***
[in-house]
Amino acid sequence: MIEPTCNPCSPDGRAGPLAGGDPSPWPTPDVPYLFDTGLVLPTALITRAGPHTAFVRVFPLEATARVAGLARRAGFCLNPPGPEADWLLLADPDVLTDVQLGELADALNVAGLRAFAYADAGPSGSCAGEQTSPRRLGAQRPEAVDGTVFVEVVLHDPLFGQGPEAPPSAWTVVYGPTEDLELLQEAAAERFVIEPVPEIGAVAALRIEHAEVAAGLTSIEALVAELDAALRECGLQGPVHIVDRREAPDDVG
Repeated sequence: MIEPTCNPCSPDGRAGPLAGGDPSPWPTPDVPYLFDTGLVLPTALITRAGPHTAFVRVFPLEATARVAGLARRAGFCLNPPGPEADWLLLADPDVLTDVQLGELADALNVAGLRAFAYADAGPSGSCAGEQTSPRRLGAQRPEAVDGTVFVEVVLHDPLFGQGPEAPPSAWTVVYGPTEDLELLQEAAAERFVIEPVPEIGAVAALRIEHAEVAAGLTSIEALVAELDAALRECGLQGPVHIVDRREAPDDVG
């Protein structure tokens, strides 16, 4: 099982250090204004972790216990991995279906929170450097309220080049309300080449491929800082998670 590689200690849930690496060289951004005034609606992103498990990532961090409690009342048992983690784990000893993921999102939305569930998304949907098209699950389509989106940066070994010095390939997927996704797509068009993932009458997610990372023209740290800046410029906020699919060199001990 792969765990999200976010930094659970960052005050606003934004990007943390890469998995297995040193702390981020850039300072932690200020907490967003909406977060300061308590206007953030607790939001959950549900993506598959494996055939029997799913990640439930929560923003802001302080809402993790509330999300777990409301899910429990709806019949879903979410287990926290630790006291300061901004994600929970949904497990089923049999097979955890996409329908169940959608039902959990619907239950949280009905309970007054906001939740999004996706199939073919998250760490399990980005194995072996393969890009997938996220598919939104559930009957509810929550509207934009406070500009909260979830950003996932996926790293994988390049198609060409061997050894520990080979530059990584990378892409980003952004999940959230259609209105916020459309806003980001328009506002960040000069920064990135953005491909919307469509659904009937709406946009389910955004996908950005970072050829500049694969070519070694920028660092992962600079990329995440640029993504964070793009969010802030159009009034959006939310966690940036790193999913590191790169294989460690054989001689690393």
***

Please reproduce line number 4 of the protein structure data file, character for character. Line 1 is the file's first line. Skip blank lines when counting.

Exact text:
């Protein structure tokens, strides 16, 4: 099982250090204004972790216990991995279906929170450097309220080049309300080449491929800082998670 590689200690849930690496060289951004005034609606992103498990990532961090409690009342048992983690784990000893993921999102939305569930998304949907098209699950389509989106940066070994010095390939997927996704797509068009993932009458997610990372023209740290800046410029906020699919060199001990 792969765990999200976010930094659970960052005050606003934004990007943390890469998995297995040193702390981020850039300072932690200020907490967003909406977060300061308590206007953030607790939001959950549900993506598959494996055939029997799913990640439930929560923003802001302080809402993790509330999300777990409301899910429990709806019949879903979410287990926290630790006291300061901004994600929970949904497990089923049999097979955890996409329908169940959608039902959990619907239950949280009905309970007054906001939740999004996706199939073919998250760490399990980005194995072996393969890009997938996220598919939104559930009957509810929550509207934009406070500009909260979830950003996932996926790293994988390049198609060409061997050894520990080979530059990584990378892409980003952004999940959230259609209105916020459309806003980001328009506002960040000069920064990135953005491909919307469509659904009937709406946009389910955004996908950005970072050829500049694969070519070694920028660092992962600079990329995440640029993504964070793009969010802030159009009034959006939310966690940036790193999913590191790169294989460690054989001689690393």